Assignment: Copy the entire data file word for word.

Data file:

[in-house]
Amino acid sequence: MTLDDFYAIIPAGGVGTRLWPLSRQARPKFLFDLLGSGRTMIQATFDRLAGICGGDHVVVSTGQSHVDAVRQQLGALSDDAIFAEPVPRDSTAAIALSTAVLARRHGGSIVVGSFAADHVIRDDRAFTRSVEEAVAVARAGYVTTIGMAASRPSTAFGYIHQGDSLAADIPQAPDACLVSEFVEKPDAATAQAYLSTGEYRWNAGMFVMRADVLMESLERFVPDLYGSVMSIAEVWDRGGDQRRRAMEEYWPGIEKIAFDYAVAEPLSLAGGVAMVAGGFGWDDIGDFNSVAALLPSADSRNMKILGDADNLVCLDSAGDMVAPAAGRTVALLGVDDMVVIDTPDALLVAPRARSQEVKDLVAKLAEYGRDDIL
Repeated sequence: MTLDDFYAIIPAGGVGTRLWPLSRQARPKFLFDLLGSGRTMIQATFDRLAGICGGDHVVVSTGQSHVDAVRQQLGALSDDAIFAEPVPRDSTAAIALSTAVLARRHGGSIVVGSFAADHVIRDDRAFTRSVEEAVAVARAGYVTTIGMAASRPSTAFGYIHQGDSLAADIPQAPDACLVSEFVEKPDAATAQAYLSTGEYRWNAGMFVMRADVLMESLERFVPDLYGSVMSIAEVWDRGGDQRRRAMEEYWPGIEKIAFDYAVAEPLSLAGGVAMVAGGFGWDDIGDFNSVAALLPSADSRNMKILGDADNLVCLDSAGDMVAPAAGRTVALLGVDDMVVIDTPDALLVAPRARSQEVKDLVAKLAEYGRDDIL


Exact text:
[in-house]
Amino acid sequence: MTLDDFYAIIPAGGVGTRLWPLSRQARPKFLFDLLGSGRTMIQATFDRLAGICGGDHVVVSTGQSHVDAVRQQLGALSDDAIFAEPVPRDSTAAIALSTAVLARRHGGSIVVGSFAADHVIRDDRAFTRSVEEAVAVARAGYVTTIGMAASRPSTAFGYIHQGDSLAADIPQAPDACLVSEFVEKPDAATAQAYLSTGEYRWNAGMFVMRADVLMESLERFVPDLYGSVMSIAEVWDRGGDQRRRAMEEYWPGIEKIAFDYAVAEPLSLAGGVAMVAGGFGWDDIGDFNSVAALLPSADSRNMKILGDADNLVCLDSAGDMVAPAAGRTVALLGVDDMVVIDTPDALLVAPRARSQEVKDLVAKLAEYGRDDIL
Repeated sequence: MTLDDFYAIIPAGGVGTRLWPLSRQARPKFLFDLLGSGRTMIQATFDRLAGICGGDHVVVSTGQSHVDAVRQQLGALSDDAIFAEPVPRDSTAAIALSTAVLARRHGGSIVVGSFAADHVIRDDRAFTRSVEEAVAVARAGYVTTIGMAASRPSTAFGYIHQGDSLAADIPQAPDACLVSEFVEKPDAATAQAYLSTGEYRWNAGMFVMRADVLMESLERFVPDLYGSVMSIAEVWDRGGDQRRRAMEEYWPGIEKIAFDYAVAEPLSLAGGVAMVAGGFGWDDIGDFNSVAALLPSADSRNMKILGDADNLVCLDSAGDMVAPAAGRTVALLGVDDMVVIDTPDALLVAPRARSQEVKDLVAKLAEYGRDDIL